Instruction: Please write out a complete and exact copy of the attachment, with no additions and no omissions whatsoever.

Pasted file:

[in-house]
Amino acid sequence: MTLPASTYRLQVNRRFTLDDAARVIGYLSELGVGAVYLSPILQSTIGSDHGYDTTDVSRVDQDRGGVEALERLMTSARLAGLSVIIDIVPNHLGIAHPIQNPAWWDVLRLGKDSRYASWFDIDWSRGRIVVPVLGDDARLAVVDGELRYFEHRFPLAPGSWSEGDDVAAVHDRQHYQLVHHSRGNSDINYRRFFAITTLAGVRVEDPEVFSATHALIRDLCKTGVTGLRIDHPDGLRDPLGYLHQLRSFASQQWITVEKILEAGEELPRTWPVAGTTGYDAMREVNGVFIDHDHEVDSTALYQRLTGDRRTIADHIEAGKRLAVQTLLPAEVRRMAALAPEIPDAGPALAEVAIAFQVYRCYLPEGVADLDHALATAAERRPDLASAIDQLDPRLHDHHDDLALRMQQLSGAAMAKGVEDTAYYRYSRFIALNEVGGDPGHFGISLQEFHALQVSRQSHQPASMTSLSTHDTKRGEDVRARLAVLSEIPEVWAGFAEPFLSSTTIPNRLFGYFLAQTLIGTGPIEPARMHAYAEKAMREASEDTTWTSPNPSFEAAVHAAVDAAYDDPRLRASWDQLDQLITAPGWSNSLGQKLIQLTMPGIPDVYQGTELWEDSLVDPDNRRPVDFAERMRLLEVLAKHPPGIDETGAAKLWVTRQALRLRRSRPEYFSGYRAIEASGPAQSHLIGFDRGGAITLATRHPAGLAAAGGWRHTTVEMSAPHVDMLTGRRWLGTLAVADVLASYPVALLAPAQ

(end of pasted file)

[in-house]
Amino acid sequence: MTLPASTYRLQVNRRFTLDDAARVIGYLSELGVGAVYLSPILQSTIGSDHGYDTTDVSRVDQDRGGVEALERLMTSARLAGLSVIIDIVPNHLGIAHPIQNPAWWDVLRLGKDSRYASWFDIDWSRGRIVVPVLGDDARLAVVDGELRYFEHRFPLAPGSWSEGDDVAAVHDRQHYQLVHHSRGNSDINYRRFFAITTLAGVRVEDPEVFSATHALIRDLCKTGVTGLRIDHPDGLRDPLGYLHQLRSFASQQWITVEKILEAGEELPRTWPVAGTTGYDAMREVNGVFIDHDHEVDSTALYQRLTGDRRTIADHIEAGKRLAVQTLLPAEVRRMAALAPEIPDAGPALAEVAIAFQVYRCYLPEGVADLDHALATAAERRPDLASAIDQLDPRLHDHHDDLALRMQQLSGAAMAKGVEDTAYYRYSRFIALNEVGGDPGHFGISLQEFHALQVSRQSHQPASMTSLSTHDTKRGEDVRARLAVLSEIPEVWAGFAEPFLSSTTIPNRLFGYFLAQTLIGTGPIEPARMHAYAEKAMREASEDTTWTSPNPSFEAAVHAAVDAAYDDPRLRASWDQLDQLITAPGWSNSLGQKLIQLTMPGIPDVYQGTELWEDSLVDPDNRRPVDFAERMRLLEVLAKHPPGIDETGAAKLWVTRQALRLRRSRPEYFSGYRAIEASGPAQSHLIGFDRGGAITLATRHPAGLAAAGGWRHTTVEMSAPHVDMLTGRRWLGTLAVADVLASYPVALLAPAQ